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Evaluation of the long-term sustainability of biosand filters in rural Ethiopia

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conference contribution
posted on 12.02.2018, 15:07 by Paul Earwaker, J. Webster
Point-of-use water treatment is growing in popularity in the developing world, especially in rural areas where the costs of providing centralised treatment systems are higher than their low cost counterparts. One such technology, the biosand filter, has been shown to effectively remove turbidity and pathogens in laboratory and field research but the long-term performance of the filter and its sustainability are not well documented. An evaluation was therefore conducted to examine filters in rural Ethiopia installed more than 5 years previously. Filters were examined to assess filter performance, maintenance practices and the supporting environment. The working filters showed an average E.coli reduction rate of 87.9% with 75.7 % of filtrate samples achieving rates of <10cfu/100ml and 81.2% achieving turbidity values of <5NTU. The varied levels of usage in the three study villages, from 44% to 100%, also highlighted several risks and opportunities for continued active long term adoption.

History

School

  • Architecture, Building and Civil Engineering

Research Unit

  • Water, Engineering and Development Centre (WEDC)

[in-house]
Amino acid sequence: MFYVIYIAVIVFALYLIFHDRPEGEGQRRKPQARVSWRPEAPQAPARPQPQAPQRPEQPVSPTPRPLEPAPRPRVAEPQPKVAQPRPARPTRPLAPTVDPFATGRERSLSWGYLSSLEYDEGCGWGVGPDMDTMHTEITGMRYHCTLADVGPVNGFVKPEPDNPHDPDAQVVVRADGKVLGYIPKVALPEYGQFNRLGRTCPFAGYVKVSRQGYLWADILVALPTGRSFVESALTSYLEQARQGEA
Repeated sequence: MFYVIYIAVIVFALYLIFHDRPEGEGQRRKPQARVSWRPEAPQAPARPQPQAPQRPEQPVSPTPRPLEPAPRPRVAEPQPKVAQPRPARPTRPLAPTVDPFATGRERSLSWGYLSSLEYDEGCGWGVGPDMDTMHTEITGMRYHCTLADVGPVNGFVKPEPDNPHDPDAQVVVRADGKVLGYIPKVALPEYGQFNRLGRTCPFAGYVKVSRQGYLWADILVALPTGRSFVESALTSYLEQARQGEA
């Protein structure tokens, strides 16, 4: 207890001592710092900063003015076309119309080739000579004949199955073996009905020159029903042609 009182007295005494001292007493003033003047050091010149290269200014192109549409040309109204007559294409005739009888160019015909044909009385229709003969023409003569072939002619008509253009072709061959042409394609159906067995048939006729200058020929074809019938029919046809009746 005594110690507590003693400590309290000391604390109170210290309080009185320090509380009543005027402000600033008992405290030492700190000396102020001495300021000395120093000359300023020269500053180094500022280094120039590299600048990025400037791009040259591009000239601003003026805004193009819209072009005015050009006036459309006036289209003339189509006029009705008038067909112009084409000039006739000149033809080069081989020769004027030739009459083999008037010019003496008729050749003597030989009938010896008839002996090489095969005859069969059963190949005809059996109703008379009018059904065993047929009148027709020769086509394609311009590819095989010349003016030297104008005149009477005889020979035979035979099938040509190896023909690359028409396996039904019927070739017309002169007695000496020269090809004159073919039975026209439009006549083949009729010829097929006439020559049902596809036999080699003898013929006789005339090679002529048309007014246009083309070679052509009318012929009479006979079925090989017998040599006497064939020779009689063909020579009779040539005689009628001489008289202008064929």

Published in

WEDC Conference

Citation

EARWAKER, P. and WEBSTER, J., 2009. Evaluation of the long-term sustainability of biosand filters in rural Ethiopia. IN: Shaw, R.J. (ed). Water, sanitation and hygiene - Sustainable development and multisectoral approaches: Proceedings of the 34th WEDC International Conference, Addis Ababa, Ethiopia, 18-22 May 2009, 5p.p.

Publisher

© WEDC, Loughborough University

Version

VoR (Version of Record)

Publisher statement

This work is made available according to the conditions of the Creative Commons Attribution-NonCommercial-NoDerivatives 4.0 International (CC BY-NC-ND 4.0) licence. Full details of this licence are available at: https://creativecommons.org/licenses/by-nc-nd/4.0/

Publication date

2009

Notes

This is a conference paper.

Other identifier

WEDC_ID:10229

Language

en

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